Application of Control Volume Energy Balance for Analysing Propeller-Hull Interaction in Presence of Free-surface
Paper in proceedings, 2019

Reynolds-Transport Theorem can be employed for analysing the conservation of energy equation over a control volume. Through this approach we can decompose the propeller delivered power into mechanical and thermal energy components. This approach not only enables us to qualitatively describe the flow but also makes it possible to quantify different energy flux components and understand the energy loss mechanisms within the studied system. Employing this method, the effect of free-surface on propeller-hull interaction is studied for an axisymmetric body in the vicinity of free-surface relative to a deeply submerged body. The required flow quantities for the control volume analysis are obtained from a Reynolds- Averaged Navier-Stokes approach together with a Volume-of-Fluid method for capturing the free-surface. The mechanical and thermal energy flux components have been computed for control volumes of different sizes, even including the free-surface. These results deviate less than 0.5% from the propeller delivered power which verifies the applicability of the method for further analysis of the interaction effects. The self-propelled hull is studied in two different depths and thus the propeller loadings and efficiencies are different. The analysis of energy flux components quantitatively explains the reasons for the differences.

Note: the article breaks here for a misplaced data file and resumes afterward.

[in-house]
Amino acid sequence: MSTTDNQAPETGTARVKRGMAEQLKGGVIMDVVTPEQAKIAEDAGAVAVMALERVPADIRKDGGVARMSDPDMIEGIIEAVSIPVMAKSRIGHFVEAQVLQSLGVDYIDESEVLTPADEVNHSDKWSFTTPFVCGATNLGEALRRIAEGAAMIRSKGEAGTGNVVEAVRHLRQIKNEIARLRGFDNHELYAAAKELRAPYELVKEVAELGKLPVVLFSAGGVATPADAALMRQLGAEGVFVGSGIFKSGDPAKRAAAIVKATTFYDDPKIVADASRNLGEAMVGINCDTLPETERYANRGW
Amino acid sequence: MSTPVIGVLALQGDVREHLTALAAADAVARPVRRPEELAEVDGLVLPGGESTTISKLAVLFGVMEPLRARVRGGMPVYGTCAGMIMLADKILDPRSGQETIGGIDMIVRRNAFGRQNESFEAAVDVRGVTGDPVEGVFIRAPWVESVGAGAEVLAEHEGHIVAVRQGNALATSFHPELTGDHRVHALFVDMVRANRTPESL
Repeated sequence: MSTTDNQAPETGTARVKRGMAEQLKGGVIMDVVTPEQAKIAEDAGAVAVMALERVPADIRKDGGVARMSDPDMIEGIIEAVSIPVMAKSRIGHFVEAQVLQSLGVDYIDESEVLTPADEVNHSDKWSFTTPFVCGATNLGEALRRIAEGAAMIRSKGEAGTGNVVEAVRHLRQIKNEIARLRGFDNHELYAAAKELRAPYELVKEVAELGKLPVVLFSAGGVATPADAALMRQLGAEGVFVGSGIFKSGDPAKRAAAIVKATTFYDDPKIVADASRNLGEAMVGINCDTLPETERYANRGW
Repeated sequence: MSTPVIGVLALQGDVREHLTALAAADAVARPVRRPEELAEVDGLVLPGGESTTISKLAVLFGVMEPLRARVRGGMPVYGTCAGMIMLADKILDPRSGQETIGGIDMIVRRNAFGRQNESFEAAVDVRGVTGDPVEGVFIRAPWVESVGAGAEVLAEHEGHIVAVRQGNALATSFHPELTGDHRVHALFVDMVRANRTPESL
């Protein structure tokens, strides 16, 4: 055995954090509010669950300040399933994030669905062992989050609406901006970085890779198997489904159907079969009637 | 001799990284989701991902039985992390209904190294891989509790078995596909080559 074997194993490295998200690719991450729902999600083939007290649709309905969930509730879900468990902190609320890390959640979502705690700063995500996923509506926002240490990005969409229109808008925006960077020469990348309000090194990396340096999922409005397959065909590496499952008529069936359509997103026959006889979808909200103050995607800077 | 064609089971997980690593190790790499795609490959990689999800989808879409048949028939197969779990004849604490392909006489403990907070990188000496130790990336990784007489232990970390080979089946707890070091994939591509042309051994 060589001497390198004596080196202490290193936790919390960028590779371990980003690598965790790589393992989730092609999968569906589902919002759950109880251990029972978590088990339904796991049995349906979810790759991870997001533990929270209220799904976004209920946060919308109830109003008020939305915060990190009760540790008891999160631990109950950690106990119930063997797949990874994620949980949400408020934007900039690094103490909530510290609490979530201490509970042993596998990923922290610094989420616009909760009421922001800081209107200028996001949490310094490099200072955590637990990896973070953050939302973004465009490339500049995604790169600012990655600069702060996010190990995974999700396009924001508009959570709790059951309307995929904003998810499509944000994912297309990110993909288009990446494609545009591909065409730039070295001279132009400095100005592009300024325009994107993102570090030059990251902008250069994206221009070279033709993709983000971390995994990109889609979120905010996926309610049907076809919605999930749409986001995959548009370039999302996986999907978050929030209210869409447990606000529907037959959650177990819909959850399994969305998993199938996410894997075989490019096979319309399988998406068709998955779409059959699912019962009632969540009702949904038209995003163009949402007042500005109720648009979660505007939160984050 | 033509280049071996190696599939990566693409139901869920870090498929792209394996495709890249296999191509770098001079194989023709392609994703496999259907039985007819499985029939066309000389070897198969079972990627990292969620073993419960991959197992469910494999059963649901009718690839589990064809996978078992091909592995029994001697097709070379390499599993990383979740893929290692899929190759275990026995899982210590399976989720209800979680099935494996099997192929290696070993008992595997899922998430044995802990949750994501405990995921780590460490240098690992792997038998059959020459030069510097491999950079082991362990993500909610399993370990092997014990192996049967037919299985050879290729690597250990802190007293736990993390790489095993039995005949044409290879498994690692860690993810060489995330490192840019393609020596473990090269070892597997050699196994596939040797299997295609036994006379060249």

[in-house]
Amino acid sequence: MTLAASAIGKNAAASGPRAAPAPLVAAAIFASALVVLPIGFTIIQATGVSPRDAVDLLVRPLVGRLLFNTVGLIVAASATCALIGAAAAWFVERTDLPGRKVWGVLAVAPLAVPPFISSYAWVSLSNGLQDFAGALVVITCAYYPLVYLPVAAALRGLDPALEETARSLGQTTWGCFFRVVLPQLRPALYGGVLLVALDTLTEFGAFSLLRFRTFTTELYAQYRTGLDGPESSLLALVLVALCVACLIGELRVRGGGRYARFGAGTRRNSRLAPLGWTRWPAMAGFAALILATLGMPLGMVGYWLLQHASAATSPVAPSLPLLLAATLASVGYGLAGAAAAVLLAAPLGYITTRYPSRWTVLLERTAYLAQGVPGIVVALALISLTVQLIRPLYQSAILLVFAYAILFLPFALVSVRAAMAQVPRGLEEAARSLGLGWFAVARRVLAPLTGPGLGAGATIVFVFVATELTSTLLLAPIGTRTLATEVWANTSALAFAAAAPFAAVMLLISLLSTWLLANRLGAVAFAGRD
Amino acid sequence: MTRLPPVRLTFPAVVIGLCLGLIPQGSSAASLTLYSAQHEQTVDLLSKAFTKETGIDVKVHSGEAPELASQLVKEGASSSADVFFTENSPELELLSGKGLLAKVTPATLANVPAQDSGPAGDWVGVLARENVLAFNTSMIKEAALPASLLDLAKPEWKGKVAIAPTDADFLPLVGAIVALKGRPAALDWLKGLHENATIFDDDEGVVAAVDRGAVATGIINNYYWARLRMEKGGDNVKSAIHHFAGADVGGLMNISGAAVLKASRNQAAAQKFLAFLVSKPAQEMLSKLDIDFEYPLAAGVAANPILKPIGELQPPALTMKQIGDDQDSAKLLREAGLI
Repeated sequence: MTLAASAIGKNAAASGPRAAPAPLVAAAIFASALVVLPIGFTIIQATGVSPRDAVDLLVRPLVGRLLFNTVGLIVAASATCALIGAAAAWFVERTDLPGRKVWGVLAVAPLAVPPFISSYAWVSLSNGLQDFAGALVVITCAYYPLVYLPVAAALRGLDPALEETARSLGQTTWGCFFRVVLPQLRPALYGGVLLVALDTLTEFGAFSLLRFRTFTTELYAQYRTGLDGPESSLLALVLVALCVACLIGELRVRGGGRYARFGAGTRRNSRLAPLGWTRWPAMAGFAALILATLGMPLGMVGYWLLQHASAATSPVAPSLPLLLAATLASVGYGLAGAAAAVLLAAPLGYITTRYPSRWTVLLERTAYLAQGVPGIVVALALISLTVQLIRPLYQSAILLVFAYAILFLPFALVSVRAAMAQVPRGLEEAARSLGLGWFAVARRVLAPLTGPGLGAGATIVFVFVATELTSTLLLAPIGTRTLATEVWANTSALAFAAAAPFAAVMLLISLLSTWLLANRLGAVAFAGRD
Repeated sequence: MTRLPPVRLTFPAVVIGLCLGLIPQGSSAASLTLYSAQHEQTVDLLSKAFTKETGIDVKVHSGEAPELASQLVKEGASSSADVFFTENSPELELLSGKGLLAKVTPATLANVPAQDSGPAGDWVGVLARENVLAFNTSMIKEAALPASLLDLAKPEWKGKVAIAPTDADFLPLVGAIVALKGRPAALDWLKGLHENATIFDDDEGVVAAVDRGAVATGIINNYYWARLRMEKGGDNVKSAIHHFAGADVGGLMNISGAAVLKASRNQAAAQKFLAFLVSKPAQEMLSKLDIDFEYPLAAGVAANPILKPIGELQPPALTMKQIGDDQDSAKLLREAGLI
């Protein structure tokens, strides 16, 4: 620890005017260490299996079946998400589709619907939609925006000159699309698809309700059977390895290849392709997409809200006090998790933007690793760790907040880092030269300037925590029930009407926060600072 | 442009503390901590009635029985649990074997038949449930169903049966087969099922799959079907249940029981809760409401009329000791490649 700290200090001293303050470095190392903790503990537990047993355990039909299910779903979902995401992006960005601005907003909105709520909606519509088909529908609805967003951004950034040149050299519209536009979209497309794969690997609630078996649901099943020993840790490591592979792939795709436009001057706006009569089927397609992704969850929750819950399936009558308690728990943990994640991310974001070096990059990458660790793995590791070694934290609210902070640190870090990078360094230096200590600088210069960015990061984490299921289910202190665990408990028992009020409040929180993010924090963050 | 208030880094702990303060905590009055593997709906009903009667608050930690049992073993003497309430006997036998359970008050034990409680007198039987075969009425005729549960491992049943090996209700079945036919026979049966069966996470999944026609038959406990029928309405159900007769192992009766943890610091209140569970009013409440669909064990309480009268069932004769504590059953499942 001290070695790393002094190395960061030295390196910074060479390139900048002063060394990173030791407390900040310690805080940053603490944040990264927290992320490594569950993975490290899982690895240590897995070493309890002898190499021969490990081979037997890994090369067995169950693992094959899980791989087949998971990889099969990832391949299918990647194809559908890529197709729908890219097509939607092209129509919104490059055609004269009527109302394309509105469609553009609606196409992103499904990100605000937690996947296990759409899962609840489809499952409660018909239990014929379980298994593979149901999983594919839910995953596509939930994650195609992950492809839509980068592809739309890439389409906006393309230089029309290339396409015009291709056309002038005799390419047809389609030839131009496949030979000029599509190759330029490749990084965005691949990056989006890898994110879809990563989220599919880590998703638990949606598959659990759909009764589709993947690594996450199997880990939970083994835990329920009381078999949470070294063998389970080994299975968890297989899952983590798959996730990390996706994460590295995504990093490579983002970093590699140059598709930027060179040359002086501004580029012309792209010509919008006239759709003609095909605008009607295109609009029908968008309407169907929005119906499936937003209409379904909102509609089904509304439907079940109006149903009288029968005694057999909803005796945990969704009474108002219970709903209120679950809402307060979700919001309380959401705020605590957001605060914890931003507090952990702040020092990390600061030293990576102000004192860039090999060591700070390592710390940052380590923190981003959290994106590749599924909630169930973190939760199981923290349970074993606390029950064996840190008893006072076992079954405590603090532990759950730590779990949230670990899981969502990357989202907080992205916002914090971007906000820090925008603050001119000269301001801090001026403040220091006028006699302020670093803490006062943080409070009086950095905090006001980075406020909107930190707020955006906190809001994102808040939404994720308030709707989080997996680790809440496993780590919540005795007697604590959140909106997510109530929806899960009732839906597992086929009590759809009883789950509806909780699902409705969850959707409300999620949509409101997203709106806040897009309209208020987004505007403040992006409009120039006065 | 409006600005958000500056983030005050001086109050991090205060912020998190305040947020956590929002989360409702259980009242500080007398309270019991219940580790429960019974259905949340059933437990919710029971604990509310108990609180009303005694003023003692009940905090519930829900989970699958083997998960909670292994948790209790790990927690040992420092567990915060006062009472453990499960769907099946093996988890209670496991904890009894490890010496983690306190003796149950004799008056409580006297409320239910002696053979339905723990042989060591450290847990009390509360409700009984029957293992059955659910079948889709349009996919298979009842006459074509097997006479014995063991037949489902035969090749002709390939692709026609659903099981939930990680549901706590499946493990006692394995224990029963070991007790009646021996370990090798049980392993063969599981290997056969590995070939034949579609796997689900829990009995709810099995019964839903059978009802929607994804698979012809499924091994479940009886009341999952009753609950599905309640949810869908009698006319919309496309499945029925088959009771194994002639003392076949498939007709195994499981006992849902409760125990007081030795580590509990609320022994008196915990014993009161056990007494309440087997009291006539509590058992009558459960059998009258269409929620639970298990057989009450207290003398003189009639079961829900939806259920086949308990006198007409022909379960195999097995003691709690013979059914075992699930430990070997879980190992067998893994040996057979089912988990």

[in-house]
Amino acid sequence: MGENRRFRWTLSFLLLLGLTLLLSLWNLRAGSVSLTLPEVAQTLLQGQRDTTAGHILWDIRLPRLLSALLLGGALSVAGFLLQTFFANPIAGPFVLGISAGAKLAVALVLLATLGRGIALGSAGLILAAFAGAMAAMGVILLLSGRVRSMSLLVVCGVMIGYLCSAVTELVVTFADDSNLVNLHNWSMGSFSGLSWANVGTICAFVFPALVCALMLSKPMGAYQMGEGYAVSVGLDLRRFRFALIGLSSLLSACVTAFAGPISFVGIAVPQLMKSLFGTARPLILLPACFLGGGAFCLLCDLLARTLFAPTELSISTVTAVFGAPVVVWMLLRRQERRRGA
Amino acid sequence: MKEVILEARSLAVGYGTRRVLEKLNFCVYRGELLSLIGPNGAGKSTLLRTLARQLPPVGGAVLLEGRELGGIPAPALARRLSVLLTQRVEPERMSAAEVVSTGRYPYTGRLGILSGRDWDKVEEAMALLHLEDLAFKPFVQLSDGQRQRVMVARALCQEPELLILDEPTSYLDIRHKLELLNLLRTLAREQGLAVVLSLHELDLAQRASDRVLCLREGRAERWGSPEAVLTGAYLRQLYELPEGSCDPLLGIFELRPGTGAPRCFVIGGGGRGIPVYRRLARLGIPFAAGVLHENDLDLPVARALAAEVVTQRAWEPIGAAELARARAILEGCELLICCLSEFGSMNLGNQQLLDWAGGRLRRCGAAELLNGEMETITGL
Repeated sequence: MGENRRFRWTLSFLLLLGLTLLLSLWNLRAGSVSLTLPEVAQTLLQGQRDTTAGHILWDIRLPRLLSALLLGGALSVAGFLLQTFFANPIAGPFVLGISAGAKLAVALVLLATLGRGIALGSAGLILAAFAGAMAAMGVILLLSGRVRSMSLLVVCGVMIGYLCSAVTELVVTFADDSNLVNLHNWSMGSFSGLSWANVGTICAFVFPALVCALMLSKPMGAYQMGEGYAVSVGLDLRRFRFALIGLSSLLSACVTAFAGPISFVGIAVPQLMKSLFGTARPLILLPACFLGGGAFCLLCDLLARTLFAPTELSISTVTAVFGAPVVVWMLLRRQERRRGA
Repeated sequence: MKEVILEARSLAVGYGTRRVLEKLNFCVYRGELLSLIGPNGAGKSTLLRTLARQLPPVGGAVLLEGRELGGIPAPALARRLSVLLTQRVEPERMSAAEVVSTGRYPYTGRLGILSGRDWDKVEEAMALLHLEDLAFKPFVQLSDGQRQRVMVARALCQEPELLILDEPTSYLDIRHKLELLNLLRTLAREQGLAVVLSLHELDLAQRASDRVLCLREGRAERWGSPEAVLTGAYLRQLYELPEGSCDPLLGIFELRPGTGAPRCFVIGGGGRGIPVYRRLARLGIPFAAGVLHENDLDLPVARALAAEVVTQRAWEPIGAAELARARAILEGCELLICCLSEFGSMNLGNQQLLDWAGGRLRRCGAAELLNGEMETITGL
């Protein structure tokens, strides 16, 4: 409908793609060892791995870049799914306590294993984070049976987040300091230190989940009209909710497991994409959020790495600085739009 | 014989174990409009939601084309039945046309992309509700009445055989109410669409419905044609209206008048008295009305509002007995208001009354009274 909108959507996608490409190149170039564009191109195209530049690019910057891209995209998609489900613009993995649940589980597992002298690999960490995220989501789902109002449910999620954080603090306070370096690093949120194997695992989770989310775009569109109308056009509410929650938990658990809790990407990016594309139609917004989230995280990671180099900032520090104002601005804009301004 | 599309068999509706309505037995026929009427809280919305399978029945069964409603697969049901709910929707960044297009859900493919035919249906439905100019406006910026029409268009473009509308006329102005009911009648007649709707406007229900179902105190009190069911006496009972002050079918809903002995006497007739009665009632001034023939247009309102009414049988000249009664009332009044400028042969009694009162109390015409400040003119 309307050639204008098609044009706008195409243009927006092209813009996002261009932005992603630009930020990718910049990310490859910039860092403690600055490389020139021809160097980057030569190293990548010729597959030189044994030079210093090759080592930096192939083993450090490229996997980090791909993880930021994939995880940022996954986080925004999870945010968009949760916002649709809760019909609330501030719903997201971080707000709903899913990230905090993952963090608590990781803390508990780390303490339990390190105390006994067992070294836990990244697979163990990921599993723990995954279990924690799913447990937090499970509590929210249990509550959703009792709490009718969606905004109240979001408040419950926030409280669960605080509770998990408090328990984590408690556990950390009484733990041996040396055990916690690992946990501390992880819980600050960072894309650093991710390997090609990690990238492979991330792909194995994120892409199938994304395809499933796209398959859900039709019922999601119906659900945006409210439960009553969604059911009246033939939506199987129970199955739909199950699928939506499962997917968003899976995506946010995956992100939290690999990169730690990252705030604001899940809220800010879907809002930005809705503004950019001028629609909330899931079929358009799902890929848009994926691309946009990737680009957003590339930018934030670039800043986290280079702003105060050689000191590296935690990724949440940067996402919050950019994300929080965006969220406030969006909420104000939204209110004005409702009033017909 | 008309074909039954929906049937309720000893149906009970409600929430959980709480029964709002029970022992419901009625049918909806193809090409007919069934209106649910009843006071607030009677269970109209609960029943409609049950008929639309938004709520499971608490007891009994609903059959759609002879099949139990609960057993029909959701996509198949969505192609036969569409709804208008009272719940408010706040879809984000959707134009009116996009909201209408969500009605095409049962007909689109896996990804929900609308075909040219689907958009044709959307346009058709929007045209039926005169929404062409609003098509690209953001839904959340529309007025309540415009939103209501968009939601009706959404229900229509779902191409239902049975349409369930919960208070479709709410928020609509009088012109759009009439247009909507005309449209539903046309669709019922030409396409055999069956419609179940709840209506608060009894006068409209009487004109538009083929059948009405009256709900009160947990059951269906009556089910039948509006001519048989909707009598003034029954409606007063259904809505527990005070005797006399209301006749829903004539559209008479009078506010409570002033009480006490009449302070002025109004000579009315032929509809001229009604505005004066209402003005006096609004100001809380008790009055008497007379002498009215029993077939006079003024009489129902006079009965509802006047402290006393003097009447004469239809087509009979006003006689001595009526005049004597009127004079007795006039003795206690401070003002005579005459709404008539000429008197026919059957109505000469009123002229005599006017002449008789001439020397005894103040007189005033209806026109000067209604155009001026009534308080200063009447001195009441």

energy equation

free-surface

propeller-hull interaction

Reynolds-Averaged Navier-Stokes

Author

Arash Eslamdoost

Chalmers, Mechanics and Maritime Sciences, Marine Technology

Jennie Andersson

Chalmers, Mechanics and Maritime Sciences, Marine Technology

Rickard Bensow

Chalmers, Mechanics and Maritime Sciences, Marine Technology

Marko Vikström

Kongsberg Hydrodynamic Research Centre

Sixth International Symposium on Marine Propulsors
Rome, Italy,

Analysis and optimisation of marine propulsion systems - part 2

Swedish Energy Agency, 2019-01-01 -- 2021-06-30.

Kongsberg Hydrodynamic Research Centre, 2019-01-01 -- 2021-06-30.

Driving Forces

Sustainable development

Areas of Advance

Transport

Subject Categories

Energy Engineering

Energy Systems

Fluid Mechanics and Acoustics

Infrastructure

C3SE (Chalmers Centre for Computational Science and Engineering)

More information

Latest update

7/10/2019